What’s so sad in this case is that they are competing for an organisation that has less and less influence. The Star doesn’t sell nearly as many copies as it did. Every time circulation figures come out, Independent Titles appear to be down. While some other titles, like Business Day or The Times are able to keep their figures relatively stable, the Independents’ figures show a consistent decline.
This is surely because the product is not what it was. A few years ago The Star used to get exclusives almost weekly. Front page, agenda setting, local or national stories would be broken there. No longer. Last week’s front page lead about the lack of fire engines in Johannesburg was one of the first big exclusive stories in the paper for months.
This is not Surve’s fault. It’s the fault of a lack of investment for years by the owner before him, Tony O’Reilly. Shortly after taking over the group, Surve said that their web offerings were “sub-premium”. But since then, it does not appear as if there has been any significant change. There has been no crop of new hirings at the reporter level, only at management level. There is very little evidence of new thinking, of new ways of doing things, of actually making the product unique and special.
One of the problems these papers have is that they don’t go for a niche. To be blunt, the Sowetan knows what it is; so does Business Day. The Star doesn’t always appear to. And that’s because of not enough investment, and nothing that makes it unique.
As competition for eyeballs and ears continues to get tougher, there doesn’t appear to be a strategy at the moment to get those figures back up again. People don’t need newspapers anymore; they expect much of their information to be free, and paid for by ads. They will pay for specialist and hard-to-get information. That is what the group needs to be doing.
For that to happen, it needs to be staffed by people who believe they will have the freedom and the independence to do what it takes. To know that if they piss someone off, their boss’s only reaction will be to back them. That requires a consistent commitment to proper editorial freedom.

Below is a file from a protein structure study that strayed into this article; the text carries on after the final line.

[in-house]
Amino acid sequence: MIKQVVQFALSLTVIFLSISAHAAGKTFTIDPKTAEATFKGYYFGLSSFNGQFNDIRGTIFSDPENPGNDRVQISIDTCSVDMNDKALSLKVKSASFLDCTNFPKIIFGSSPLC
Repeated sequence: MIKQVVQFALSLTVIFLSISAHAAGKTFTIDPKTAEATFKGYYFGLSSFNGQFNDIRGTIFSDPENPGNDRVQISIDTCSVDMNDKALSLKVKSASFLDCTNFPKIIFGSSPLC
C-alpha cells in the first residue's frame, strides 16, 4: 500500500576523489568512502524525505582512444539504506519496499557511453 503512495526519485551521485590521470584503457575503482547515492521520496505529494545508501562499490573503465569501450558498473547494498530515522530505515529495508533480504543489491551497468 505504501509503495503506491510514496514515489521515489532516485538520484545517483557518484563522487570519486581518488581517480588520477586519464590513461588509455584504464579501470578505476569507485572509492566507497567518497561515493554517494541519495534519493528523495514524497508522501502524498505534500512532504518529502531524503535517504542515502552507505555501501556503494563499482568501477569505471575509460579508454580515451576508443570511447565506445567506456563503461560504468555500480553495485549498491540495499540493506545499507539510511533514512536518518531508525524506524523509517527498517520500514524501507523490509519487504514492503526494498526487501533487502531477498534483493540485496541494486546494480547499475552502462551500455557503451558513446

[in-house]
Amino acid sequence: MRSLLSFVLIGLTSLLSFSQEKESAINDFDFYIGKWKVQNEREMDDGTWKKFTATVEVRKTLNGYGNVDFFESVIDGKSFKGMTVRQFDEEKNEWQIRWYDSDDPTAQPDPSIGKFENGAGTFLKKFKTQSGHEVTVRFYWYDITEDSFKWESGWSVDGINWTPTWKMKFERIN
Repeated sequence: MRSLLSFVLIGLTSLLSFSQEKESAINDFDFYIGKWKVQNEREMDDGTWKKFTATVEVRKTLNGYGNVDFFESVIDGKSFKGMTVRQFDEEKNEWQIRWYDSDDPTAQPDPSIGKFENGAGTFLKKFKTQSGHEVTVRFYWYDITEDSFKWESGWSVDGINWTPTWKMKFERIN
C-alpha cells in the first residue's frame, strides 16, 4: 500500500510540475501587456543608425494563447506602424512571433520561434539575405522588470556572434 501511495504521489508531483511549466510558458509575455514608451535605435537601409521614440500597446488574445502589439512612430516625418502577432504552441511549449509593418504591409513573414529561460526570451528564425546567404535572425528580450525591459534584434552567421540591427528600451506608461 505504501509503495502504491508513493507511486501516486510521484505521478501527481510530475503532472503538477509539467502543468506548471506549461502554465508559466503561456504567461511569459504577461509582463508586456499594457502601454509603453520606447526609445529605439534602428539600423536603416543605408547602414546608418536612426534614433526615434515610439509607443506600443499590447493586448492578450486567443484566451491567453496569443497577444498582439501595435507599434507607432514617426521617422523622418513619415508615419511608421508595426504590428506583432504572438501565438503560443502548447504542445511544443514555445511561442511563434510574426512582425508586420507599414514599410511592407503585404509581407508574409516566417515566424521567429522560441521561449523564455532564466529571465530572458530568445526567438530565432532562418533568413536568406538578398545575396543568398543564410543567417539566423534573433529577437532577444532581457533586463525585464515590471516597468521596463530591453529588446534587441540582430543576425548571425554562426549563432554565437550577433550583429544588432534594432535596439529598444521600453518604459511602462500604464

It is too early to say that a lack of editorial freedom is the reason all of these Independent editors are leaving. None of them (apart from the Dasnois case) have been explicit about that issue. But it is becoming harder and harder to draw any other conclusion. DM
Update: After this piece was published, a Star journalist has got in touch, suggesting that my feeble memory has forgotten several of their exclusives. In particular, the alleged attempt to solicit a bribe by the Financial Services Board’s Dawood Seedat, the final integrity report into Glynnis Breytenbach, and the fake sign language interpreter at the Nelson Mandela Memorial Service. I stand corrected.
Grootes is an EWN reporter and the host of Midday Report.
** Note from the columnist: After this piece was published, a Star journalist got in touch, suggesting that my feeble memory has forgotten several of their exclusives. In particular, the alleged attempt to solicit a bribe by the Financial Services Board’s Dawood Seedat, the final integrity report into Glynnis Breytenbach, and the fake sign language interpreter at the Nelson Mandela Memorial Service. I stand corrected.
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Grootes is the host of the Sunrise show on SAfm. He's been part of the political hack pack since before the Polokwane Tsunami, and covers politics in a slightly obsessive manner. Those who love him have recommended help for his politics addiction. He quotes Amy Winehouse.
Dave Grohl once tried to quit Nirvana after overhearing Kurt Cobain call him a "shitty drummer". Their manager convinced him to stay.